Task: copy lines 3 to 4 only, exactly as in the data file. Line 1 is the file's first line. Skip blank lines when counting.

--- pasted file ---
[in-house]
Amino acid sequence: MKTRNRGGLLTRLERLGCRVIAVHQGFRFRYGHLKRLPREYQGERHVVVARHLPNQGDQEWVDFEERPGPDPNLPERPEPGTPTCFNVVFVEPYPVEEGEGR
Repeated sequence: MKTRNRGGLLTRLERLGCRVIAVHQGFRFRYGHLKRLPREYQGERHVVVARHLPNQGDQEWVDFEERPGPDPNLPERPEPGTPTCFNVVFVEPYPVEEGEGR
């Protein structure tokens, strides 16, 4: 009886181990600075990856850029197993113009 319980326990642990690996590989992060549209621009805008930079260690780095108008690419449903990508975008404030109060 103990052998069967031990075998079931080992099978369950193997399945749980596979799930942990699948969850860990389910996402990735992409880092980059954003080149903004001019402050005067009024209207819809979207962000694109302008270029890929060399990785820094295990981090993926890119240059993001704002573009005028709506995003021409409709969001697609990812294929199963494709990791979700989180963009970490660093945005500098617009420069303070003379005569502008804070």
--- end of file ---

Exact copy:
Repeated sequence: MKTRNRGGLLTRLERLGCRVIAVHQGFRFRYGHLKRLPREYQGERHVVVARHLPNQGDQEWVDFEERPGPDPNLPERPEPGTPTCFNVVFVEPYPVEEGEGR
């Protein structure tokens, strides 16, 4: 009886181990600075990856850029197993113009 319980326990642990690996590989992060549209621009805008930079260690780095108008690419449903990508975008404030109060 103990052998069967031990075998079931080992099978369950193997399945749980596979799930942990699948969850860990389910996402990735992409880092980059954003080149903004001019402050005067009024209207819809979207962000694109302008270029890929060399990785820094295990981090993926890119240059993001704002573009005028709506995003021409409709969001697609990812294929199963494709990791979700989180963009970490660093945005500098617009420069303070003379005569502008804070």